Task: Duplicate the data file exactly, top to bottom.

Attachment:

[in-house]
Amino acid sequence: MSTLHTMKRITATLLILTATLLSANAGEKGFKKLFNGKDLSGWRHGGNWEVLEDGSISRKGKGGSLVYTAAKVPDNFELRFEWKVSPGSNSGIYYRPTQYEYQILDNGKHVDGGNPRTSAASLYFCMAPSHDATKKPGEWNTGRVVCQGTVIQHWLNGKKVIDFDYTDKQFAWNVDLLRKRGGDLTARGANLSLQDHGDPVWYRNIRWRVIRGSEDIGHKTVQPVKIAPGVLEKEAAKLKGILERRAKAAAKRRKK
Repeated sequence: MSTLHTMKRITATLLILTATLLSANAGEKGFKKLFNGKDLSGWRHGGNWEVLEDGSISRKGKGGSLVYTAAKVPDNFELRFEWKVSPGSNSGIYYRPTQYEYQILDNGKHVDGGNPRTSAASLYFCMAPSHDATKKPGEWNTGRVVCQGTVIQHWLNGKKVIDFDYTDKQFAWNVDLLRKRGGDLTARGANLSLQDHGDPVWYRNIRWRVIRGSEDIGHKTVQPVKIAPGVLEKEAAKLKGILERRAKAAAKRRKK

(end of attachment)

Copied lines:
[in-house]
Amino acid sequence: MSTLHTMKRITATLLILTATLLSANAGEKGFKKLFNGKDLSGWRHGGNWEVLEDGSISRKGKGGSLVYTAAKVPDNFELRFEWKVSPGSNSGIYYRPTQYEYQILDNGKHVDGGNPRTSAASLYFCMAPSHDATKKPGEWNTGRVVCQGTVIQHWLNGKKVIDFDYTDKQFAWNVDLLRKRGGDLTARGANLSLQDHGDPVWYRNIRWRVIRGSEDIGHKTVQPVKIAPGVLEKEAAKLKGILERRAKAAAKRRKK
Repeated sequence: MSTLHTMKRITATLLILTATLLSANAGEKGFKKLFNGKDLSGWRHGGNWEVLEDGSISRKGKGGSLVYTAAKVPDNFELRFEWKVSPGSNSGIYYRPTQYEYQILDNGKHVDGGNPRTSAASLYFCMAPSHDATKKPGEWNTGRVVCQGTVIQHWLNGKKVIDFDYTDKQFAWNVDLLRKRGGDLTARGANLSLQDHGDPVWYRNIRWRVIRGSEDIGHKTVQPVKIAPGVLEKEAAKLKGILERRAKAAAKRRKK